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The holidays are a time of traditions, and families with young children are in a position to create new and wonderful traditions that they hope their children will long remember.

But while we adults picture the festive holiday meals and the visits to Santa, traditions in a child’s mind can be very different.

I’ll take an example from my own childhood.  My mom once bought a tissue 3-d Santa that fit over a lampshade.  It was cheap and flimsy, but I adored it and insisted on it being displayed every single year until I went to college.  I’m amazed it didn’t “acccidentally” get lost or destroyed.  My mom, as much as she protested and probably hated that thing, knew how much it meant to me.

My own children remember the oddest details.  Wasabi Girl remembers that we “always” watch the Wizard of Oz on Halloween, and stop it at a certain scene to go trick-or-treating.  As I recall, we did that exactly once, but she insists that it’s what we must do every year now.

Christmas Eve, the kids put out a favorite stuffed animal near the tree to wait (and talk to) Santa.  Before they could read their names on packages, this was a good way for Santa to leave their loot in nice sorted piles.  I would think we had outgrown this now, but they remember it and repeat this tradition which we probably began in their infancy.

If I had it to do over again, with very small children, I would plan some more traditions that I’ve read of, like a new set of pajamas on Christmas Eve and doing something charitable every year.  But it’s not the planned traditions that always stick with a child, it’s the magic that happens when adults slow down and pay attention to the wonder of the seasons.

So this Thanksgiving, make time for some small, wonderful moments, and then record them for yourself.  Try them again next year to see what your child remembers.  You might be surprised.  And if you have older children, include them in the planning and ask them about their favorite parts of the holidays.  Everyone has their own definition of traditions, we just have to find which ones mean the most to each person.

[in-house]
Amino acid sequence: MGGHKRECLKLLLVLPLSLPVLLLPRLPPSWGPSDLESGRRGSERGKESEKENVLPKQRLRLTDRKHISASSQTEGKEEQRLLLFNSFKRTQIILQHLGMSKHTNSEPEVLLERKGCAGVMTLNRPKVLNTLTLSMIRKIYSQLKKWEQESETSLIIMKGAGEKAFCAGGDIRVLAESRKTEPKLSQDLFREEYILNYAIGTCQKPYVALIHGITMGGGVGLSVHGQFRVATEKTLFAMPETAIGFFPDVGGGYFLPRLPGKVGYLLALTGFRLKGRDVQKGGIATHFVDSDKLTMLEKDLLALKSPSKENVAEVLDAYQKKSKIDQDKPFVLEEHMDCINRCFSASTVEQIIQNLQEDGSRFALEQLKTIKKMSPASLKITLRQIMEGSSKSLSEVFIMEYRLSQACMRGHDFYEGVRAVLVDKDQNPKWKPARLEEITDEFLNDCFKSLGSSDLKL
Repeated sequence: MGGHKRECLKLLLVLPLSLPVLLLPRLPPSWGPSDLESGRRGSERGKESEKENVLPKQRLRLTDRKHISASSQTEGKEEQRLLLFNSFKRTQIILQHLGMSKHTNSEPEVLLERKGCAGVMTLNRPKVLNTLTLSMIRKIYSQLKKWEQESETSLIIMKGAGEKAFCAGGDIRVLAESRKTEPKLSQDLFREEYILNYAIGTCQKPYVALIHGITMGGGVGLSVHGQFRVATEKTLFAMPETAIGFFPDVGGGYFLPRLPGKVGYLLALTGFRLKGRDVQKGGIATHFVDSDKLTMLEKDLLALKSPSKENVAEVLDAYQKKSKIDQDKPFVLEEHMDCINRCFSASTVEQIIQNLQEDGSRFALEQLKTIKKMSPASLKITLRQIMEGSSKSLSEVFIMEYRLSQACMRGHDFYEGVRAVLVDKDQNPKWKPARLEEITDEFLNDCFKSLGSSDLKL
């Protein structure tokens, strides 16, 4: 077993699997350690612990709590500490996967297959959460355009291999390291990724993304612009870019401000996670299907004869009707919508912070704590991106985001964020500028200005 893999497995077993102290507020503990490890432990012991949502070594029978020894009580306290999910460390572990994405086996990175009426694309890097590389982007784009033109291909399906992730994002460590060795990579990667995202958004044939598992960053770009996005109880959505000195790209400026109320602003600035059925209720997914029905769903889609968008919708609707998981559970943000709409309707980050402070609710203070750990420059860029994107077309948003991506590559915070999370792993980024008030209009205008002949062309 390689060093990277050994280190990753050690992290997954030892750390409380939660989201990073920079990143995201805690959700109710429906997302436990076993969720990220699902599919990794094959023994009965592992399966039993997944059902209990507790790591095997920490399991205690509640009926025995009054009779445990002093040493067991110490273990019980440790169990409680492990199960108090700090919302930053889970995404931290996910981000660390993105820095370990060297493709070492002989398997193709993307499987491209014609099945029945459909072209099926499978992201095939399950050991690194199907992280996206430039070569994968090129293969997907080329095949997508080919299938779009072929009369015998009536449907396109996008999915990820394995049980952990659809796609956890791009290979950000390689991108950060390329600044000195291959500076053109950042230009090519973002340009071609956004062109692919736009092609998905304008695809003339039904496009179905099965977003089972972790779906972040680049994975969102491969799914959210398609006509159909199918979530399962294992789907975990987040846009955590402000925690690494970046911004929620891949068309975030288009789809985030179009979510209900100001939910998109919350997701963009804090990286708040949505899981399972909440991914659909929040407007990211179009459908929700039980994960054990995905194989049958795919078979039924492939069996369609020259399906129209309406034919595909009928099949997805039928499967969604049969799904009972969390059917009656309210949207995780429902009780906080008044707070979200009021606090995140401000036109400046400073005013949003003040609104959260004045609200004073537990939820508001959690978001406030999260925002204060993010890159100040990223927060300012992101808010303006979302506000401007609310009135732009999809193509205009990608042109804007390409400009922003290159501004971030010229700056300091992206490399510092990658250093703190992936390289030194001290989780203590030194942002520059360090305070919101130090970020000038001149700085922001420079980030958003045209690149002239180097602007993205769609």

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2 thoughts on “Traditions”

  1. You make a really good point and it made me think about my own perspective on Halloween. I wrote a post on my blog about Halloween was the most awesome holiday of the year because my mom went all out making us costumes and let us eat as much candy as we wanted. It sounds so simple but it made it feel like the most decadent day of the year.

    And I never really liked Thanksgiving bc everyone watched football all day. Bleh.

    Now you’ve got my mind churning on holidays ideas!!

  2. I have been thinking about this subject a lot too. Since Jay just had gastric bypass, I am trying really hard to think of ways to make the holidays less food-centered. As it is, EVERYTHING we do is centered around food!

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